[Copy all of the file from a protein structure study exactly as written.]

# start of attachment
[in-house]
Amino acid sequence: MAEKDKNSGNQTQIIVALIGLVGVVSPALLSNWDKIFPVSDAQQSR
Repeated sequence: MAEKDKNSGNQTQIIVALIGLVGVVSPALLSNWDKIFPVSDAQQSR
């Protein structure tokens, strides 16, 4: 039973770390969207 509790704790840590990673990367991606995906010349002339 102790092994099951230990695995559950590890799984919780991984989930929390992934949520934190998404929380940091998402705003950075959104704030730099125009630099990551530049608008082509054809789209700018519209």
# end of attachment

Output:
[in-house]
Amino acid sequence: MAEKDKNSGNQTQIIVALIGLVGVVSPALLSNWDKIFPVSDAQQSR
Repeated sequence: MAEKDKNSGNQTQIIVALIGLVGVVSPALLSNWDKIFPVSDAQQSR
């Protein structure tokens, strides 16, 4: 039973770390969207 509790704790840590990673990367991606995906010349002339 102790092994099951230990695995559950590890799984919780991984989930929390992934949520934190998404929380940091998402705003950075959104704030730099125009630099990551530049608008082509054809789209700018519209």